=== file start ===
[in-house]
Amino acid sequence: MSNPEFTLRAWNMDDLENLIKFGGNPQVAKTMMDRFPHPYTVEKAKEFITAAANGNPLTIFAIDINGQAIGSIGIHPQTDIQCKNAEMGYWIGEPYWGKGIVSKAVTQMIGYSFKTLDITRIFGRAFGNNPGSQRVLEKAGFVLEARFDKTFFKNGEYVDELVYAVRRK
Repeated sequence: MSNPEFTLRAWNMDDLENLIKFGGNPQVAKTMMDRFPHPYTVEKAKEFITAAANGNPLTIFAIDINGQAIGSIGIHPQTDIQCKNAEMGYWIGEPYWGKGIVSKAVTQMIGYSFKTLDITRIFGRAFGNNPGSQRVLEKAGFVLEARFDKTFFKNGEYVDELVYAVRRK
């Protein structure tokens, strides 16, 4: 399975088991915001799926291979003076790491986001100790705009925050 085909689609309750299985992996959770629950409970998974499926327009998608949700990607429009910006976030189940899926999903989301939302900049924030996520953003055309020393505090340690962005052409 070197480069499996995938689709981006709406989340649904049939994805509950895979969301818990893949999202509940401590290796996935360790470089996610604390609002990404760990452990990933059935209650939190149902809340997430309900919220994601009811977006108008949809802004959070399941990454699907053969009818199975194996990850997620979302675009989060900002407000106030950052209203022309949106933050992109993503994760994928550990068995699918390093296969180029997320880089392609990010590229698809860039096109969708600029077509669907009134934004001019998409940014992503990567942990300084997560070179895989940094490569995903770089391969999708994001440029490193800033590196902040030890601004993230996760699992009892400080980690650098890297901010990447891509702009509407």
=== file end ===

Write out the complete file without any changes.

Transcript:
[in-house]
Amino acid sequence: MSNPEFTLRAWNMDDLENLIKFGGNPQVAKTMMDRFPHPYTVEKAKEFITAAANGNPLTIFAIDINGQAIGSIGIHPQTDIQCKNAEMGYWIGEPYWGKGIVSKAVTQMIGYSFKTLDITRIFGRAFGNNPGSQRVLEKAGFVLEARFDKTFFKNGEYVDELVYAVRRK
Repeated sequence: MSNPEFTLRAWNMDDLENLIKFGGNPQVAKTMMDRFPHPYTVEKAKEFITAAANGNPLTIFAIDINGQAIGSIGIHPQTDIQCKNAEMGYWIGEPYWGKGIVSKAVTQMIGYSFKTLDITRIFGRAFGNNPGSQRVLEKAGFVLEARFDKTFFKNGEYVDELVYAVRRK
């Protein structure tokens, strides 16, 4: 399975088991915001799926291979003076790491986001100790705009925050 085909689609309750299985992996959770629950409970998974499926327009998608949700990607429009910006976030189940899926999903989301939302900049924030996520953003055309020393505090340690962005052409 070197480069499996995938689709981006709406989340649904049939994805509950895979969301818990893949999202509940401590290796996935360790470089996610604390609002990404760990452990990933059935209650939190149902809340997430309900919220994601009811977006108008949809802004959070399941990454699907053969009818199975194996990850997620979302675009989060900002407000106030950052209203022309949106933050992109993503994760994928550990068995699918390093296969180029997320880089392609990010590229698809860039096109969708600029077509669907009134934004001019998409940014992503990567942990300084997560070179895989940094490569995903770089391969999708994001440029490193800033590196902040030890601004993230996760699992009892400080980690650098890297901010990447891509702009509407």